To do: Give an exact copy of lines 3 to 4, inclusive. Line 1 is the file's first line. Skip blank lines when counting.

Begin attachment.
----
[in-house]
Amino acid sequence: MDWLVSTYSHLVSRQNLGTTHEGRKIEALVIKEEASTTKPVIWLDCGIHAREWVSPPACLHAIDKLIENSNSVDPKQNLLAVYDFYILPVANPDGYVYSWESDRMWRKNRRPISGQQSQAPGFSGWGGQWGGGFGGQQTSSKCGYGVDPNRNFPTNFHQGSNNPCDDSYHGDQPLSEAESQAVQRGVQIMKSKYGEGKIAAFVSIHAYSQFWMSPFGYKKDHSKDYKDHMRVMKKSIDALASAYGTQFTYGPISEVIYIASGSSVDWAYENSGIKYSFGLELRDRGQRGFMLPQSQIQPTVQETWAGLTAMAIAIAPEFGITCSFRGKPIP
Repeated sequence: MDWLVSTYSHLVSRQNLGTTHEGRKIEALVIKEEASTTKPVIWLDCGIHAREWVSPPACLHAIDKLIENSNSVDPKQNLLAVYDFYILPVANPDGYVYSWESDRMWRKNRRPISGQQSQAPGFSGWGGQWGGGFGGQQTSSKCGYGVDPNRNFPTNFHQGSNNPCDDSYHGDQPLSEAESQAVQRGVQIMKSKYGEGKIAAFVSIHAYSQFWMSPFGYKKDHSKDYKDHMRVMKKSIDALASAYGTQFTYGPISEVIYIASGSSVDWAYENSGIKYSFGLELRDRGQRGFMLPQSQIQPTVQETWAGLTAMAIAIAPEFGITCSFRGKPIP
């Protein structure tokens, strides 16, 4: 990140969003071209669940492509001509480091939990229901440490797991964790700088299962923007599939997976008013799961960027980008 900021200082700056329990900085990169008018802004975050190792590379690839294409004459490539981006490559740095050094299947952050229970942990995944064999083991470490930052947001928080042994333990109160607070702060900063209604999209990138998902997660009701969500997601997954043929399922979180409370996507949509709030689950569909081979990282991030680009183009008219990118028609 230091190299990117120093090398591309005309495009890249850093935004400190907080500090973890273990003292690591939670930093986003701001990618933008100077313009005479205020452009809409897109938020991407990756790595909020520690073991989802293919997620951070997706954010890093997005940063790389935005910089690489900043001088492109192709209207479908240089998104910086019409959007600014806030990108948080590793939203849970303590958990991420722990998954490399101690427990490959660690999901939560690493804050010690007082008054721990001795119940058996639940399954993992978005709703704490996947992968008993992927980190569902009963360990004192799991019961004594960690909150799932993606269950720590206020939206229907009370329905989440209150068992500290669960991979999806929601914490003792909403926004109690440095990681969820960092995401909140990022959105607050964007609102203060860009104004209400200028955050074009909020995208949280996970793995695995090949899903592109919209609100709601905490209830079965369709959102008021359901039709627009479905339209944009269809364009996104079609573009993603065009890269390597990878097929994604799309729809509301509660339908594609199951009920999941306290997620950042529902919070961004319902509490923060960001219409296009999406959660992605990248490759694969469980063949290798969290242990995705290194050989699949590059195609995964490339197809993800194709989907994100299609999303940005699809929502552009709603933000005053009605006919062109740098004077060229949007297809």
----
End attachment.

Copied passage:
Repeated sequence: MDWLVSTYSHLVSRQNLGTTHEGRKIEALVIKEEASTTKPVIWLDCGIHAREWVSPPACLHAIDKLIENSNSVDPKQNLLAVYDFYILPVANPDGYVYSWESDRMWRKNRRPISGQQSQAPGFSGWGGQWGGGFGGQQTSSKCGYGVDPNRNFPTNFHQGSNNPCDDSYHGDQPLSEAESQAVQRGVQIMKSKYGEGKIAAFVSIHAYSQFWMSPFGYKKDHSKDYKDHMRVMKKSIDALASAYGTQFTYGPISEVIYIASGSSVDWAYENSGIKYSFGLELRDRGQRGFMLPQSQIQPTVQETWAGLTAMAIAIAPEFGITCSFRGKPIP
């Protein structure tokens, strides 16, 4: 990140969003071209669940492509001509480091939990229901440490797991964790700088299962923007599939997976008013799961960027980008 900021200082700056329990900085990169008018802004975050190792590379690839294409004459490539981006490559740095050094299947952050229970942990995944064999083991470490930052947001928080042994333990109160607070702060900063209604999209990138998902997660009701969500997601997954043929399922979180409370996507949509709030689950569909081979990282991030680009183009008219990118028609 230091190299990117120093090398591309005309495009890249850093935004400190907080500090973890273990003292690591939670930093986003701001990618933008100077313009005479205020452009809409897109938020991407990756790595909020520690073991989802293919997620951070997706954010890093997005940063790389935005910089690489900043001088492109192709209207479908240089998104910086019409959007600014806030990108948080590793939203849970303590958990991420722990998954490399101690427990490959660690999901939560690493804050010690007082008054721990001795119940058996639940399954993992978005709703704490996947992968008993992927980190569902009963360990004192799991019961004594960690909150799932993606269950720590206020939206229907009370329905989440209150068992500290669960991979999806929601914490003792909403926004109690440095990681969820960092995401909140990022959105607050964007609102203060860009104004209400200028955050074009909020995208949280996970793995695995090949899903592109919209609100709601905490209830079965369709959102008021359901039709627009479905339209944009269809364009996104079609573009993603065009890269390597990878097929994604799309729809509301509660339908594609199951009920999941306290997620950042529902919070961004319902509490923060960001219409296009999406959660992605990248490759694969469980063949290798969290242990995705290194050989699949590059195609995964490339197809993800194709989907994100299609999303940005699809929502552009709603933000005053009605006919062109740098004077060229949007297809």